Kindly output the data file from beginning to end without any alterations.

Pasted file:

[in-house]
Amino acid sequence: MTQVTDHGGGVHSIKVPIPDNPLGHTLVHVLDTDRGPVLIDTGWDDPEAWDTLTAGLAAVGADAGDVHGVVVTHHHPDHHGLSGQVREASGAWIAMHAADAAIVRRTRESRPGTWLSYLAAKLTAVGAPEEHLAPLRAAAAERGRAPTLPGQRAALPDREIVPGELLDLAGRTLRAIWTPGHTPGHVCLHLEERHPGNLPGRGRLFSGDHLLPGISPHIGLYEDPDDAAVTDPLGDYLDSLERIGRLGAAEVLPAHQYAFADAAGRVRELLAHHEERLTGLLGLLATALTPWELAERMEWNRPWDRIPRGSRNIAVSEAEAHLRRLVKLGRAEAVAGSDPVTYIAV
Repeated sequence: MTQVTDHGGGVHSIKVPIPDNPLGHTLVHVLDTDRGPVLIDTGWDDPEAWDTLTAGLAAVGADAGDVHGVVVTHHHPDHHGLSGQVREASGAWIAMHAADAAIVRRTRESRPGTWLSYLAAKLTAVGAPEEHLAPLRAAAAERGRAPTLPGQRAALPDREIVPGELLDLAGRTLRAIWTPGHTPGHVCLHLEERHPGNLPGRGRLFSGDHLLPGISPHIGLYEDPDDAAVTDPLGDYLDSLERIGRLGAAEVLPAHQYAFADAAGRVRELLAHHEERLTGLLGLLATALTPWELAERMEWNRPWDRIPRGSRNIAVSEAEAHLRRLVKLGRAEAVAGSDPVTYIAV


[in-house]
Amino acid sequence: MTQVTDHGGGVHSIKVPIPDNPLGHTLVHVLDTDRGPVLIDTGWDDPEAWDTLTAGLAAVGADAGDVHGVVVTHHHPDHHGLSGQVREASGAWIAMHAADAAIVRRTRESRPGTWLSYLAAKLTAVGAPEEHLAPLRAAAAERGRAPTLPGQRAALPDREIVPGELLDLAGRTLRAIWTPGHTPGHVCLHLEERHPGNLPGRGRLFSGDHLLPGISPHIGLYEDPDDAAVTDPLGDYLDSLERIGRLGAAEVLPAHQYAFADAAGRVRELLAHHEERLTGLLGLLATALTPWELAERMEWNRPWDRIPRGSRNIAVSEAEAHLRRLVKLGRAEAVAGSDPVTYIAV
Repeated sequence: MTQVTDHGGGVHSIKVPIPDNPLGHTLVHVLDTDRGPVLIDTGWDDPEAWDTLTAGLAAVGADAGDVHGVVVTHHHPDHHGLSGQVREASGAWIAMHAADAAIVRRTRESRPGTWLSYLAAKLTAVGAPEEHLAPLRAAAAERGRAPTLPGQRAALPDREIVPGELLDLAGRTLRAIWTPGHTPGHVCLHLEERHPGNLPGRGRLFSGDHLLPGISPHIGLYEDPDDAAVTDPLGDYLDSLERIGRLGAAEVLPAHQYAFADAAGRVRELLAHHEERLTGLLGLLATALTPWELAERMEWNRPWDRIPRGSRNIAVSEAEAHLRRLVKLGRAEAVAGSDPVTYIAV